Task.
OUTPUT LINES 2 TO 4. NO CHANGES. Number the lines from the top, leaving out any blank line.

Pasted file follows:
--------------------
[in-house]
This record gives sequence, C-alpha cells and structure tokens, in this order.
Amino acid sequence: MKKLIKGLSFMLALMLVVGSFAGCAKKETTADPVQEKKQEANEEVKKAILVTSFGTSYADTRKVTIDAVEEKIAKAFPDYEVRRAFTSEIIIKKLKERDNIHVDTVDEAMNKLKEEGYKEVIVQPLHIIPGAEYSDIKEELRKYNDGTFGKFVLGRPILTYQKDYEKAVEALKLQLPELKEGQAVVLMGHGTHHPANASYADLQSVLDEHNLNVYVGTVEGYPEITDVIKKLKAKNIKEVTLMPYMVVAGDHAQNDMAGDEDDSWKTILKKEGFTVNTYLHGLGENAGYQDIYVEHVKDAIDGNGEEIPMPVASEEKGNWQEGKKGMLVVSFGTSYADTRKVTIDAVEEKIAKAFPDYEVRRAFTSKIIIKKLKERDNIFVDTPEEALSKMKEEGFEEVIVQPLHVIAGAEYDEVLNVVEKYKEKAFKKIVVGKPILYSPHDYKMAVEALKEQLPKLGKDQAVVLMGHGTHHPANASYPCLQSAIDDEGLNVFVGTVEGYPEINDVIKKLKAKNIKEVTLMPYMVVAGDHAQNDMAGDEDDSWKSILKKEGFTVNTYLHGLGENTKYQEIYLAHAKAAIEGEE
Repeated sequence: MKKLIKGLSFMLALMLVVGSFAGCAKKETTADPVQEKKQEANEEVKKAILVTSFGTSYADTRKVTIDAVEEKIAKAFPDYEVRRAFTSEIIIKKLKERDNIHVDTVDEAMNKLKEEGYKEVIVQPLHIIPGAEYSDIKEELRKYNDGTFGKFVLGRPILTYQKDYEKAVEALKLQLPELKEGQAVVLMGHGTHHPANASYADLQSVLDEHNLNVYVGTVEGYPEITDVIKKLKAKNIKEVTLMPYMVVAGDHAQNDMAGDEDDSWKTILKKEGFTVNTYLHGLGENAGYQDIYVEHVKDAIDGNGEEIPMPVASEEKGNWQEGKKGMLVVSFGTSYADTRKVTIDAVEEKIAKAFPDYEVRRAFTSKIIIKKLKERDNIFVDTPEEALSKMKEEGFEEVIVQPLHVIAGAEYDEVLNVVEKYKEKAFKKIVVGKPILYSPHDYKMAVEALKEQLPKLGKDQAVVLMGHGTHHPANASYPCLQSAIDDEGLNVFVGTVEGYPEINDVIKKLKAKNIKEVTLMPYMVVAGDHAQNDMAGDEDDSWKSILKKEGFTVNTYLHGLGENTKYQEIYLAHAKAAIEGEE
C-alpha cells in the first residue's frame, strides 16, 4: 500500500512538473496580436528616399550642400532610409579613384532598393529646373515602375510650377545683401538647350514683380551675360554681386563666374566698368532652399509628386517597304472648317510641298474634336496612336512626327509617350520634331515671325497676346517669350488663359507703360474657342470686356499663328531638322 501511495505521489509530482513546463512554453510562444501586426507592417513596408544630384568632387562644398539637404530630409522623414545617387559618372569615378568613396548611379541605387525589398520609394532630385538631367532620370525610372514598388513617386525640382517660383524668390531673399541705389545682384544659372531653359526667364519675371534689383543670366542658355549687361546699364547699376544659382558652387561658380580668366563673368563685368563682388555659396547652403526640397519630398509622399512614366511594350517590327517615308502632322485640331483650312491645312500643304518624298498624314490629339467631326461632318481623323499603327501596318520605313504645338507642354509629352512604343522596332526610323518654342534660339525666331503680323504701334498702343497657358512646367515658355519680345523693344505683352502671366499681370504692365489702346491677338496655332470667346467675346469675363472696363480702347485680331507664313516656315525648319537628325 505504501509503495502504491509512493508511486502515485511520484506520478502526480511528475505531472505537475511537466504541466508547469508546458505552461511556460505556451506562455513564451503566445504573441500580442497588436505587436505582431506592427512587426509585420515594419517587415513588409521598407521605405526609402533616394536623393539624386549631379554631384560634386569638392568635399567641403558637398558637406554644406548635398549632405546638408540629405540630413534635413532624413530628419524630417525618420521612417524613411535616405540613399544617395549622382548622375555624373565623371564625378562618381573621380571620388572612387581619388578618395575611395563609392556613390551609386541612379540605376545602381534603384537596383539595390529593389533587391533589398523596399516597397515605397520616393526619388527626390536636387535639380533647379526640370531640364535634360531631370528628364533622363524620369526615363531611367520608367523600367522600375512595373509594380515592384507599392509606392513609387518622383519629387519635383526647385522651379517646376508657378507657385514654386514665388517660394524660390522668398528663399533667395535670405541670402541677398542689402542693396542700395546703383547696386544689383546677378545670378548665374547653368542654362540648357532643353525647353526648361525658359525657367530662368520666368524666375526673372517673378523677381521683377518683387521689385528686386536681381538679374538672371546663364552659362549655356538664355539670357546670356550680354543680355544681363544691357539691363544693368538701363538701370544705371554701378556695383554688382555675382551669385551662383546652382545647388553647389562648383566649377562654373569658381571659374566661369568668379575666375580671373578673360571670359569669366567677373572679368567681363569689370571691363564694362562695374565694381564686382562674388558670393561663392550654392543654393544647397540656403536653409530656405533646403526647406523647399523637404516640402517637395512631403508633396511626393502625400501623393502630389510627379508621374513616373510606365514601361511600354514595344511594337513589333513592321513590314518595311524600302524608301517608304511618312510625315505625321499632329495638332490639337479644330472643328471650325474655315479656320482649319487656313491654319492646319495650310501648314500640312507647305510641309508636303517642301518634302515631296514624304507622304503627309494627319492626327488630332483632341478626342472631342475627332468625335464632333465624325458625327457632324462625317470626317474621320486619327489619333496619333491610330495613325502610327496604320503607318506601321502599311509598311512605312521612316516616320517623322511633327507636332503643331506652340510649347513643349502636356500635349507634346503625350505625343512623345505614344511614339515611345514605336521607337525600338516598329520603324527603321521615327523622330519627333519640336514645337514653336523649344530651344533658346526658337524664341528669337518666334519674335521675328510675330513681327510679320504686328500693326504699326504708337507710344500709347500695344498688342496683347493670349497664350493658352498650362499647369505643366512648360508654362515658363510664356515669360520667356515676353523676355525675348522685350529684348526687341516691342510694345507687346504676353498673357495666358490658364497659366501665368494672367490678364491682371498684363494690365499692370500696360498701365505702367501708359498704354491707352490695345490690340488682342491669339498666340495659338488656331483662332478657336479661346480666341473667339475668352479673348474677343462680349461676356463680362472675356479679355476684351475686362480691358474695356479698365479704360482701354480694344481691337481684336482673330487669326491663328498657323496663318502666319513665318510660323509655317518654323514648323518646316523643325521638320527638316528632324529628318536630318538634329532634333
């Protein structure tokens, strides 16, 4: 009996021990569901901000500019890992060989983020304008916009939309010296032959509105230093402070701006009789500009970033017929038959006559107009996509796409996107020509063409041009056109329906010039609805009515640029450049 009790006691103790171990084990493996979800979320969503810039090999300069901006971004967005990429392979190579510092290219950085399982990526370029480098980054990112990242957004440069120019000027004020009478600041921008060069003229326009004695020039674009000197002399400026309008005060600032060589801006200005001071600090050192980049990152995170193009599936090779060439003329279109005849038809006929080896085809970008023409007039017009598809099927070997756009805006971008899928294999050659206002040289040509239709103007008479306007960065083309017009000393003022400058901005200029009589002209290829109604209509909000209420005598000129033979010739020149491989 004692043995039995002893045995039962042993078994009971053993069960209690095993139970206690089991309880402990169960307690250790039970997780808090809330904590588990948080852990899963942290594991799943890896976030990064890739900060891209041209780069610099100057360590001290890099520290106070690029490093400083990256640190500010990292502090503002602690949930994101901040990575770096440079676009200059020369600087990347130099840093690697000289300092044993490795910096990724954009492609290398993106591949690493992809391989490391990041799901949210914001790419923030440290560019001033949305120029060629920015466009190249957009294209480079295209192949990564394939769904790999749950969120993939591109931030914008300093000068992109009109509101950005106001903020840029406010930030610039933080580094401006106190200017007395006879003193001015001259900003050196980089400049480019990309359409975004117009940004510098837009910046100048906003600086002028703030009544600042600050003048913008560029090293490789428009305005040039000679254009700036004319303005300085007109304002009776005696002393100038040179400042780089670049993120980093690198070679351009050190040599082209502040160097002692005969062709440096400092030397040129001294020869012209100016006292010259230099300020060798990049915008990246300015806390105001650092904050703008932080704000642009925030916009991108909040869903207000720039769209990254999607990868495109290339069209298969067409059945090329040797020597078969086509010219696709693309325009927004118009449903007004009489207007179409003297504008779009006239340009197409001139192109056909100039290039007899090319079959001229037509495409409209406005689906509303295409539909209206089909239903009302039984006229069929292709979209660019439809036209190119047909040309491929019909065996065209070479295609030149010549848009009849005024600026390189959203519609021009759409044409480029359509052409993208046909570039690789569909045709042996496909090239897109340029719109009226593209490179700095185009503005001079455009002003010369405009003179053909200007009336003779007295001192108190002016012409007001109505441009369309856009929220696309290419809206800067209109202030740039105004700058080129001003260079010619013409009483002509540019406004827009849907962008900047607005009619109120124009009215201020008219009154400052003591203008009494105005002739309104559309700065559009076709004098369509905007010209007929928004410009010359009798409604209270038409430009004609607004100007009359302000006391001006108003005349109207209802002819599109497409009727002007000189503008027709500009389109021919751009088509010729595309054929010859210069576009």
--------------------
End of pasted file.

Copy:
This record gives sequence, C-alpha cells and structure tokens, in this order.
Amino acid sequence: MKKLIKGLSFMLALMLVVGSFAGCAKKETTADPVQEKKQEANEEVKKAILVTSFGTSYADTRKVTIDAVEEKIAKAFPDYEVRRAFTSEIIIKKLKERDNIHVDTVDEAMNKLKEEGYKEVIVQPLHIIPGAEYSDIKEELRKYNDGTFGKFVLGRPILTYQKDYEKAVEALKLQLPELKEGQAVVLMGHGTHHPANASYADLQSVLDEHNLNVYVGTVEGYPEITDVIKKLKAKNIKEVTLMPYMVVAGDHAQNDMAGDEDDSWKTILKKEGFTVNTYLHGLGENAGYQDIYVEHVKDAIDGNGEEIPMPVASEEKGNWQEGKKGMLVVSFGTSYADTRKVTIDAVEEKIAKAFPDYEVRRAFTSKIIIKKLKERDNIFVDTPEEALSKMKEEGFEEVIVQPLHVIAGAEYDEVLNVVEKYKEKAFKKIVVGKPILYSPHDYKMAVEALKEQLPKLGKDQAVVLMGHGTHHPANASYPCLQSAIDDEGLNVFVGTVEGYPEINDVIKKLKAKNIKEVTLMPYMVVAGDHAQNDMAGDEDDSWKSILKKEGFTVNTYLHGLGENTKYQEIYLAHAKAAIEGEE
Repeated sequence: MKKLIKGLSFMLALMLVVGSFAGCAKKETTADPVQEKKQEANEEVKKAILVTSFGTSYADTRKVTIDAVEEKIAKAFPDYEVRRAFTSEIIIKKLKERDNIHVDTVDEAMNKLKEEGYKEVIVQPLHIIPGAEYSDIKEELRKYNDGTFGKFVLGRPILTYQKDYEKAVEALKLQLPELKEGQAVVLMGHGTHHPANASYADLQSVLDEHNLNVYVGTVEGYPEITDVIKKLKAKNIKEVTLMPYMVVAGDHAQNDMAGDEDDSWKTILKKEGFTVNTYLHGLGENAGYQDIYVEHVKDAIDGNGEEIPMPVASEEKGNWQEGKKGMLVVSFGTSYADTRKVTIDAVEEKIAKAFPDYEVRRAFTSKIIIKKLKERDNIFVDTPEEALSKMKEEGFEEVIVQPLHVIAGAEYDEVLNVVEKYKEKAFKKIVVGKPILYSPHDYKMAVEALKEQLPKLGKDQAVVLMGHGTHHPANASYPCLQSAIDDEGLNVFVGTVEGYPEINDVIKKLKAKNIKEVTLMPYMVVAGDHAQNDMAGDEDDSWKSILKKEGFTVNTYLHGLGENTKYQEIYLAHAKAAIEGEE